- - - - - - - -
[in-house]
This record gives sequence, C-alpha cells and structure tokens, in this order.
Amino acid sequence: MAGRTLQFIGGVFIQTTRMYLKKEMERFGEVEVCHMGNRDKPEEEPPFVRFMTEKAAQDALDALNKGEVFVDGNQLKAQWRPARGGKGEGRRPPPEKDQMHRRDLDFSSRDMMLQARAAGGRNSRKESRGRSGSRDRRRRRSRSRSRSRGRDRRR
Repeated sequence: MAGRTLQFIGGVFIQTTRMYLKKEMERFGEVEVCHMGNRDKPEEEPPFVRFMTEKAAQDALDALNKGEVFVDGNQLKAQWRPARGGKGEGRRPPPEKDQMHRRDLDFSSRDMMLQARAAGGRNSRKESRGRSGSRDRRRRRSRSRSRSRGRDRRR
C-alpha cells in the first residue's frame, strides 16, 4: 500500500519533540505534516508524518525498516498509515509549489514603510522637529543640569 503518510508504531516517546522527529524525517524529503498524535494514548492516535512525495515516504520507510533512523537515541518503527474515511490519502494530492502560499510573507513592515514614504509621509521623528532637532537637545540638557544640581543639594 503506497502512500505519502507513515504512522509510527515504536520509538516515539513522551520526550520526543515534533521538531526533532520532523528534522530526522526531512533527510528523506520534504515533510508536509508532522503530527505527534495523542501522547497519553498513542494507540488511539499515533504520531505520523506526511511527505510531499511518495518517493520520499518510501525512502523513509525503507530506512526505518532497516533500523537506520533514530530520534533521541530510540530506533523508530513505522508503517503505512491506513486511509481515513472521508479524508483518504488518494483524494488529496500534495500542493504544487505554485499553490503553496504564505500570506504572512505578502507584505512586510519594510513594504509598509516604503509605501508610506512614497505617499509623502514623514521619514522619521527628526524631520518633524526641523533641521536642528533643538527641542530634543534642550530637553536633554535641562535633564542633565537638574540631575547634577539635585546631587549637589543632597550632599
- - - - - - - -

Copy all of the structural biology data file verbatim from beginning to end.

[in-house]
This record gives sequence, C-alpha cells and structure tokens, in this order.
Amino acid sequence: MAGRTLQFIGGVFIQTTRMYLKKEMERFGEVEVCHMGNRDKPEEEPPFVRFMTEKAAQDALDALNKGEVFVDGNQLKAQWRPARGGKGEGRRPPPEKDQMHRRDLDFSSRDMMLQARAAGGRNSRKESRGRSGSRDRRRRRSRSRSRSRGRDRRR
Repeated sequence: MAGRTLQFIGGVFIQTTRMYLKKEMERFGEVEVCHMGNRDKPEEEPPFVRFMTEKAAQDALDALNKGEVFVDGNQLKAQWRPARGGKGEGRRPPPEKDQMHRRDLDFSSRDMMLQARAAGGRNSRKESRGRSGSRDRRRRRSRSRSRSRGRDRRR
C-alpha cells in the first residue's frame, strides 16, 4: 500500500519533540505534516508524518525498516498509515509549489514603510522637529543640569 503518510508504531516517546522527529524525517524529503498524535494514548492516535512525495515516504520507510533512523537515541518503527474515511490519502494530492502560499510573507513592515514614504509621509521623528532637532537637545540638557544640581543639594 503506497502512500505519502507513515504512522509510527515504536520509538516515539513522551520526550520526543515534533521538531526533532520532523528534522530526522526531512533527510528523506520534504515533510508536509508532522503530527505527534495523542501522547497519553498513542494507540488511539499515533504520531505520523506526511511527505510531499511518495518517493520520499518510501525512502523513509525503507530506512526505518532497516533500523537506520533514530530520534533521541530510540530506533523508530513505522508503517503505512491506513486511509481515513472521508479524508483518504488518494483524494488529496500534495500542493504544487505554485499553490503553496504564505500570506504572512505578502507584505512586510519594510513594504509598509516604503509605501508610506512614497505617499509623502514623514521619514522619521527628526524631520518633524526641523533641521536642528533643538527641542530634543534642550530637553536633554535641562535633564542633565537638574540631575547634577539635585546631587549637589543632597550632599